To keep this post related to the eat, dream and read theme of my blog – just remember – dreams are there to aim you through life. Some are easily achievable, and some you never manage to gain – but a positive attitude, and sheer hard work makes the journey – whatever the outcome – worth every moment. And the beauty of life? You never know what tomorrow may bring – so live each day with the utmost gratitude and joy.

with kindness

Maureen

P.S. – one of my children’s picture book deals with love and change – something we all Candy Cow Fronthope to experience in our life: ‘Candy Cow and the Caterpillar’ _ part of my ‘Alphabet Animals of Australia’ series. This book is illustrated by Patsy Seager. I hope to be able to tell you more about her next time.

getBook.at/CC

Next week, I have a guest blogger – author Wanda Luthman. She will be introducing one of her picture books for children. See you then.

 

Roll, Easy and Daisies.

 This year, summer has been really hot. (I live in Australia) We had 42°C last week – three days in a row. I feel for the other side of the world where the snow was thick and the temperatures extremely cold. Is it global warming, or a wobble in our Earth’s axis that might be to blame? Whatever the reason – everyone – please keep safe.hot

The promise of more hot weather to come, has meant that cooking is off the menu – if you know what I mean! Salads are the way to go. Cold drinks are important to keep you hydrated. Water is the best option – so make it easy on yourself and have some water always at hand.

Flavouring the water with fresh fruit is always a treat and gives variety and a sweet burst of energy – you don’t need added sugar to achieve it.

Try crushed, fresh strawberries, or slices of lemon, lime or orange – or a combination of all three – with a little passion-fruit added for zing! and of course, add a little ice if you wish.water

When it comes time to eat, add a small dash of protein, a nice refreshing salad, and a fresh roll.

To make a salad, good quality ingredients are always the best. They can be anything you like to put together, from potatoes, eggs,capsicum and mayonnaise, to cold pasta or rice with a sprinkle of corn, peas, cooked bread, prawns and cold, crispy bacon with a herb, garlic and olive oil dressing. A green salad can include lettuce, beetroot leaves, baby spinach, diced cucumber, sliced carrots, halved or sliced tomatoes, or any raw vegetable you desire, with a lemon juice, olive oil  red wine vinegar and salt dressing. Play with the combinations!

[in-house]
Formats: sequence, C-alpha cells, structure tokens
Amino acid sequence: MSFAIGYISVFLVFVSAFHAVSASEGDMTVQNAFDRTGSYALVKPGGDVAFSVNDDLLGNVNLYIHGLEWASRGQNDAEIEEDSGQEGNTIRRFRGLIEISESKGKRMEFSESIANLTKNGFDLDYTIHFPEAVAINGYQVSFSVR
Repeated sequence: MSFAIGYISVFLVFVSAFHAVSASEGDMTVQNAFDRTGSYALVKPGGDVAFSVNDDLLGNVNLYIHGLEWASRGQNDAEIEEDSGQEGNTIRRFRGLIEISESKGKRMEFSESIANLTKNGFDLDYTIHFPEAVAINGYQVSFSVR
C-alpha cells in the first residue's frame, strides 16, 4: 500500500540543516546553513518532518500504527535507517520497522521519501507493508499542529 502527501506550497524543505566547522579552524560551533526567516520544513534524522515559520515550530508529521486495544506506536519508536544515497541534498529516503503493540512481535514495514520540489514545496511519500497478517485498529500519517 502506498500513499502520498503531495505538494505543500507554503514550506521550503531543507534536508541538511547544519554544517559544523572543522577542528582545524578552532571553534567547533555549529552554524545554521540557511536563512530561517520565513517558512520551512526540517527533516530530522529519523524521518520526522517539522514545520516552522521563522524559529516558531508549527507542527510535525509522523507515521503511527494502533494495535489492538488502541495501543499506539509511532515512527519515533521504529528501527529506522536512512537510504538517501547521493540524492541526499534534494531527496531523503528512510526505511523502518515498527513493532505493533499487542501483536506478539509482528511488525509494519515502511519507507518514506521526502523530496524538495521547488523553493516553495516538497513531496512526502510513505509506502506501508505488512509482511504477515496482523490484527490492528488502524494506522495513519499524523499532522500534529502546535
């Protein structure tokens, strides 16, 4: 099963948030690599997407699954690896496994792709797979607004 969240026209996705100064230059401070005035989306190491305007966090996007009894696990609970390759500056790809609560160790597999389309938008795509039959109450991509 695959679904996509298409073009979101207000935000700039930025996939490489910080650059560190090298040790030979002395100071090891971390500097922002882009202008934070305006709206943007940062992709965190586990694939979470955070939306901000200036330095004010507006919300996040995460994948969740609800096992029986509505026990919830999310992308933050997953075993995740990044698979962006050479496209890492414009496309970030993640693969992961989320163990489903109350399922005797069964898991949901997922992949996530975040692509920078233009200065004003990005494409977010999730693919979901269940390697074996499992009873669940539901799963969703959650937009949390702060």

You can even make home-made rolls that are fresher than bought ones – and much tastier. Knowing the ingredients also means you are not ingesting anything chemical that may or may not be in commercial mixes.

Bread Rolls:-

img21Bread Rolls.jpg

If you must go out – remember to cover up, use sun screen and wear a hat. Australia has a summer-running promotion with advertisements on the television – Slip, slap, slop (Slip on a shirt, slap on a hat and slop on some sunscreen).sunscreen

After all – the Australian sun (gosh – that’s the same sun you get, too!) can burn and there is a high incidence of sun cancers in this country. Skin cancer and melanomas are deadly! We don’t want you pushing up daisies anytime in the near future if you can help it!daisies

Remember to be careful in the snow, too. There are people who are suffering there, just as much as in our heat. Be kind, don’t be judgmental – and care for your selves and your fellow man. Go out of your way to help another person. If we all did that, the world would be a better place.

With Kindness

Maureen

meprofile

Maureen Larter

P.S. – a lovely story about Australia, health and the weather is ‘Cassie Crocodile catches a cold’Cassiefront – ( getBook.at/CCCCe ) written by me and illustrated by Annie Gabriel. www.facebook.com/AnnieGabrielArt

Annie Gabriel is an illustrator, textile artist and book artist, who comes from a background of art and primary education. From ab early age, she was constantly drawing and painting. One of her first inspirations was a book called ‘The Little Brown Mouse”. The little girl in the story painted her friend, the mouse, and so Annie began painting mice, too. As they say – the rest is history!

Annie

Annie Gabriel

These days, Annie makes ‘one-off’ books for her grandchildren, and teaches them about art when they visit. Inspiration can strike at any time, and any place, and the stories from Maureen Larter are always a pleasure to create.